Album review: BoA - Identity

Album review: BoA - Identity | Random J Pop

After 10 years of pretty much being a manufactured slave of Slave Monger entertainment, BoA figured it was about time that she crafted herself out an identity which is all her own. She got cut off her long locks, demanded some control over her music, wrote a couple of songs all by herself and POW! We have Identity. It's taken the girl 10 years, but it's better late than never. But is this new found identity comes as a package deal with some hot new music? And is anything really new with BoA at all?

After a string with samey sounding albums Identity breaks the trend and hits you with a slightly more mellow side to BoA. There is no easing into the new direction, as the first track hits you with it instantly. A jazzy, laid back ditty of a song, complete with lyrics BoA wrote herself. It is an odd choice of song to have the album open up with. But it does a great job of throwing you head first into some of what you can expect from Identity. The vocals on this song aren't the best, and BoA sounds as though somebody is throttling her neck for money towards the end of the song. But it's still nice. A glorified intro to the album more than anything, clocking in at 2 and a half minutes. Following up this new style is "Is this love" - which is incredibly smooth, and sounds a great deal like Takeuchi Mariya's "Shiawase no monosashi". The song is a great showcase of just how good BoA can sound when her vocals are produced to a tee. Her harmonising on the chorus is perfect, and the song suits her tone brilliantly. A really nice song, which would make a good theme to a J-drama.

No BoA album would be complete without some up tempo's and Identity features a solid 3. "Bump bump!" is not a song I find to be particularly amazing, but I really do like it. The vibe, the music, the funky hook, the chemistry between BoA and Verbal: it all comes together to form a song you can just bounce to. "Bump bump!" is very Rich Harrison-esque; which in turn makes it comparable to Namie Amuro's "Can't eat, can't sleep, I'm sick", which was pretty much a hot rip-off of Jennifer Lopez's "Get right". Every BoA album (regardless of how bad it is) will usually have at least one song which gets serious plays outta me, and this time around that song is "Lazer". The song is BANGIN'. This definitely should have been a single. In fact, it should have been her debut single in the US! The production is slick, with its hard knocking kicks, sharp snares, a frenetic chip-tuned backdrop, a catchy chorus and just enough English for non-Japanese speakers to sing-a-long to. Whenever BoA usually does these kinds of songs, the sound goes overboard and comes off super clichéd. But "Lazer" strikes a perfect balance. Her US debut really could have done with a song like this. I had no idea Verbal had such production skills. If this is what he is able to bring to a table, then I think every chick in J-Pop needs to be reaching out to him. Yes Kuri-chan, I'm looking at'chooo! "Neko rabu" has BoA on that old school bounce. Lovers of BoA's previous uptempo's will love this song, as it could have sat on Outgrow, Made in twenty (20) or The face and fit right in nicely. Japan's currently on the rise J-R&B producer U-Key zone laces BoA with a cool beat for her to work with. But what bogs the song down however, is BoA spelling her name constantly throughout the song and chanting ♪ People know my name ♪. Perhaps she could have released this song in the US. There's a whole load of people who don't know her name over there.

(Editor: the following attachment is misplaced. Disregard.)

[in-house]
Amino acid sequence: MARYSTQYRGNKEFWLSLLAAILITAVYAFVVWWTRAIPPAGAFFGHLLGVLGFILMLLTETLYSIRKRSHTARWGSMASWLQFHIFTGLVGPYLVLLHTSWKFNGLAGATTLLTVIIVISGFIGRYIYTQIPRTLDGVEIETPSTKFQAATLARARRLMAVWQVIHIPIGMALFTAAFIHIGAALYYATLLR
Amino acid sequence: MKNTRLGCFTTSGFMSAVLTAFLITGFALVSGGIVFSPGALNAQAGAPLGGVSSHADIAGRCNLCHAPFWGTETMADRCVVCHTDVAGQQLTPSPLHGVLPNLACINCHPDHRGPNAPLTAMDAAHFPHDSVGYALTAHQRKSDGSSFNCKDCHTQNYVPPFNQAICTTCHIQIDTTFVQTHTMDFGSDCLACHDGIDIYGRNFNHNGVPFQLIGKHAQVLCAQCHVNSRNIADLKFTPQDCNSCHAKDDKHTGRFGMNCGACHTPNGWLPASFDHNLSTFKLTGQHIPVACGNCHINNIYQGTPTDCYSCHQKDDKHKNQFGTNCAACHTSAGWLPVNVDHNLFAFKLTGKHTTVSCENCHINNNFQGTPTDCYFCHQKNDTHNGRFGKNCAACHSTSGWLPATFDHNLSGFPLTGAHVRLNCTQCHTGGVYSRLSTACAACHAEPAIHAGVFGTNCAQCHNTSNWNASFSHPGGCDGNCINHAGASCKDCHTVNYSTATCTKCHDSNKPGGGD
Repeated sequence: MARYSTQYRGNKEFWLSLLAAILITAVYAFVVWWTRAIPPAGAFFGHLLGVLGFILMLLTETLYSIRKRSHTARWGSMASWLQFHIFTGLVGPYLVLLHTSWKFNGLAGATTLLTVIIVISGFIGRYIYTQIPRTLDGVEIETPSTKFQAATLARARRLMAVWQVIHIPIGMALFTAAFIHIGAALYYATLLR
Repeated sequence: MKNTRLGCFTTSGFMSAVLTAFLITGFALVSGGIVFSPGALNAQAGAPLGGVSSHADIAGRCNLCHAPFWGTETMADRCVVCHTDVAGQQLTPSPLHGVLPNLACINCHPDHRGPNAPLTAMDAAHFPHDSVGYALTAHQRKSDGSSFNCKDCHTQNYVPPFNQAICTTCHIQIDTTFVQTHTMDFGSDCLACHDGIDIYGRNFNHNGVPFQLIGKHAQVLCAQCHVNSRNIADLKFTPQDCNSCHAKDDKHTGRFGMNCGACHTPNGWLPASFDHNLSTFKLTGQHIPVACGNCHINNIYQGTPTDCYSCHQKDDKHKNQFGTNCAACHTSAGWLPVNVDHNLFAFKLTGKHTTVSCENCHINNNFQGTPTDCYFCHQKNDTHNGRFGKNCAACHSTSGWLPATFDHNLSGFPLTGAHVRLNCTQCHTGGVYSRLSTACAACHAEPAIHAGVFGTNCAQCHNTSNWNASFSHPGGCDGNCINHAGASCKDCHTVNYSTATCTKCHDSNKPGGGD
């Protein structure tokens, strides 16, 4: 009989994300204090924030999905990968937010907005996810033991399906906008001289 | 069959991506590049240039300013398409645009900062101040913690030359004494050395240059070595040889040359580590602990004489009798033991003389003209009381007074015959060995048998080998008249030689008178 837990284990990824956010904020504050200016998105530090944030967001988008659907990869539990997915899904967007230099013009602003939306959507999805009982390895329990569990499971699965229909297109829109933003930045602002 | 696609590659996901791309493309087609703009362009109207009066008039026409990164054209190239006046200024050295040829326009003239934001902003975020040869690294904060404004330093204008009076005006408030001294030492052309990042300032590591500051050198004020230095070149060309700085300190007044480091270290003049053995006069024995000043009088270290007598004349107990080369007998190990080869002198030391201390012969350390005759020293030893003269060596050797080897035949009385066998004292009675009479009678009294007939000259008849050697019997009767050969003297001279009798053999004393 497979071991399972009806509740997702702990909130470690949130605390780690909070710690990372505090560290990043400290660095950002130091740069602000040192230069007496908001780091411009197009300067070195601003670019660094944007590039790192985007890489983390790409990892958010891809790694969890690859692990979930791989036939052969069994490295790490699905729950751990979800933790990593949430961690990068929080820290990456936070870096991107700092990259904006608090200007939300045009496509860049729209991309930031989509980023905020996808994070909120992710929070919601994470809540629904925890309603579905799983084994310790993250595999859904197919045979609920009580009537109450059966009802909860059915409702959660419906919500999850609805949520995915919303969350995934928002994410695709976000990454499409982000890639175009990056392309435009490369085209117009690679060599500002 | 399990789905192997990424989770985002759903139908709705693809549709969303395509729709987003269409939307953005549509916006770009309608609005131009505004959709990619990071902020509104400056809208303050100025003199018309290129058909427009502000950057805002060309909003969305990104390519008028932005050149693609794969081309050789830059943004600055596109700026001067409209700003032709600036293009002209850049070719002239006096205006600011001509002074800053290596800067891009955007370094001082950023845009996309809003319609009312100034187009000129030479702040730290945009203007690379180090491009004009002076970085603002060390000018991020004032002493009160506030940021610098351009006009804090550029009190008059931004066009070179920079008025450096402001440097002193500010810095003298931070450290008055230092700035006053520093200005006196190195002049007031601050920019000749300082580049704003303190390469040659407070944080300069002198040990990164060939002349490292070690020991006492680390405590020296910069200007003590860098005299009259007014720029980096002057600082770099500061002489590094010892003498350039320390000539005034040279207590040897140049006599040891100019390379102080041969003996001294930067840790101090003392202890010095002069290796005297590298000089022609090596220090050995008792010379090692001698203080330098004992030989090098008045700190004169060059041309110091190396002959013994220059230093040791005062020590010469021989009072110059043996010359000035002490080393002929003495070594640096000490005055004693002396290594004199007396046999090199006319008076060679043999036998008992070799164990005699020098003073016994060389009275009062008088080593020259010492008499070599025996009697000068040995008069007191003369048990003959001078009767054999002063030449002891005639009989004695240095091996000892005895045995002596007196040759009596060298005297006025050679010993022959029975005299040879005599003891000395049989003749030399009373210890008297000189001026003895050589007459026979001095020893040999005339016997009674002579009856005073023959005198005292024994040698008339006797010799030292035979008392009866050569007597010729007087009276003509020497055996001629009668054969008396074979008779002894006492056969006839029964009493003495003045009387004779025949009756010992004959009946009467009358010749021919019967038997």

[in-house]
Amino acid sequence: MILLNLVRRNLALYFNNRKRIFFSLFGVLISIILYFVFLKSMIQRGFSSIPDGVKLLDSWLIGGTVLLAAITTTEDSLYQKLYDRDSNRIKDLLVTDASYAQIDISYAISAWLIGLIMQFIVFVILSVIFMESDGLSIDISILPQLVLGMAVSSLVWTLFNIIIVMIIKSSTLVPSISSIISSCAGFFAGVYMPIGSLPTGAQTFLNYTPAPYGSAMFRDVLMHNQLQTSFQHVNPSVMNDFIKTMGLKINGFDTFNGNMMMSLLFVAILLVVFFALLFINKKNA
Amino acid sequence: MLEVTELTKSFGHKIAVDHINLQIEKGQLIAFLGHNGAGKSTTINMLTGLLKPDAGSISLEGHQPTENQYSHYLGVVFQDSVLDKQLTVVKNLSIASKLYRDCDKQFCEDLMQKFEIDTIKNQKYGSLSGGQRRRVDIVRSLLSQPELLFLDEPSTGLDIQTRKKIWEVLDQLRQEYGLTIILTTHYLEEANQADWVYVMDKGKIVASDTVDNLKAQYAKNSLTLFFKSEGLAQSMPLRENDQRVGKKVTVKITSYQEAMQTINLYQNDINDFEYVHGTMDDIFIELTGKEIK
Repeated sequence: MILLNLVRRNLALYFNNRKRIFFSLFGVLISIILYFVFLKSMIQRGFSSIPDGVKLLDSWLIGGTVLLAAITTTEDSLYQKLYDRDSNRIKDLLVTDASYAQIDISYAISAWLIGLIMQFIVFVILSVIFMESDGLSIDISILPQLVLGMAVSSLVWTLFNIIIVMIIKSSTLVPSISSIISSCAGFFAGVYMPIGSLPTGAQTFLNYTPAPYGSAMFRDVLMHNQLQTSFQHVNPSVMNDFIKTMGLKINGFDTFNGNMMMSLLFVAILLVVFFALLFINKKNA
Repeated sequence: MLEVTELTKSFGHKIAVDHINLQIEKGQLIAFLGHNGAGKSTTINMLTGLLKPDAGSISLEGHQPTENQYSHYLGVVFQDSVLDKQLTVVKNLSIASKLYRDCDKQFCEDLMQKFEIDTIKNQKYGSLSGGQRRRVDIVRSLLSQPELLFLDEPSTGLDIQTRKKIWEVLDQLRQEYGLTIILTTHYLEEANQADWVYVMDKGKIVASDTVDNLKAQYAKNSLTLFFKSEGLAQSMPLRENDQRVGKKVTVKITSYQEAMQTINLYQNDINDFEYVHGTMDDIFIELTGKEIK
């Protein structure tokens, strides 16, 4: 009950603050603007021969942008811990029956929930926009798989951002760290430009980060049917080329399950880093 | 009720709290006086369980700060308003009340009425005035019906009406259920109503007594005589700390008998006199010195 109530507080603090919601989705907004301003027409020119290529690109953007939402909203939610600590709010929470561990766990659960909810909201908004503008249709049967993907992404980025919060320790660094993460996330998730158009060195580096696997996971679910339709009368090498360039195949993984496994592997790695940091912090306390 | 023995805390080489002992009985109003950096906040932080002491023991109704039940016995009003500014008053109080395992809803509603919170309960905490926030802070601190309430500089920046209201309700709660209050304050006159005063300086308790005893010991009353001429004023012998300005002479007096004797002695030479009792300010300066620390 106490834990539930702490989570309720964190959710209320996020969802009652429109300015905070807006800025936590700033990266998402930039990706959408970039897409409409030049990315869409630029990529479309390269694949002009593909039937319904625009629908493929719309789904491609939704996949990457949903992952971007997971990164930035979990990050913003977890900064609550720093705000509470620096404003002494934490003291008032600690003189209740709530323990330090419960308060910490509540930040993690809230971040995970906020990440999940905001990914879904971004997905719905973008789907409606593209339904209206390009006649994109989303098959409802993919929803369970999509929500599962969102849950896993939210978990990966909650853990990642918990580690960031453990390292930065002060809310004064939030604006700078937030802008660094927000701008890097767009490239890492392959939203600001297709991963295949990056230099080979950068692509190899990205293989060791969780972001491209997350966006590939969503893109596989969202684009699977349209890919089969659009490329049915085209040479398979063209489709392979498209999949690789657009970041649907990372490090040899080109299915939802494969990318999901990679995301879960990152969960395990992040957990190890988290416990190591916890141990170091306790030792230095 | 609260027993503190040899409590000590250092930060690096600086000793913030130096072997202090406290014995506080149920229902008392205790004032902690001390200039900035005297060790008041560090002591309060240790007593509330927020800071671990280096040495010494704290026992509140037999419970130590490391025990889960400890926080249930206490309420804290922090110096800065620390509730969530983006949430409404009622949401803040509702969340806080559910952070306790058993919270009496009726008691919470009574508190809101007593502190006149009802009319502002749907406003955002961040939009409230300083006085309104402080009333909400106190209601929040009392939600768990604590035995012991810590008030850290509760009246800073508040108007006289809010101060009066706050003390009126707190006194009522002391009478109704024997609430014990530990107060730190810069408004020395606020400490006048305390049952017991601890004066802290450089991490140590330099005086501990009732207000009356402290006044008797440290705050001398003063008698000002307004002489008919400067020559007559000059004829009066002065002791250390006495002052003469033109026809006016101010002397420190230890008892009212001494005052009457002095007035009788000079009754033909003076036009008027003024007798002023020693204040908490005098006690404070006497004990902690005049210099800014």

Identity features the obligatory ballads and mid-tempo's that no J-Pop album is truly complete without. And whilst none of them are flat out terrible, they aren't all that great neither. "Mamoritai: White wishes" is the exception. A beautiful song, with a really nice uplifting sound and a strong vocal performance from BoA. But "The end soshite and..." goes on for too long and has you wishing it would just end (a shame considering how nice the music is), "Possibilities" just feels like it's coasting along with no real punch to it, and "My all" goes on for too long and closes the album in the most boring fashion ever.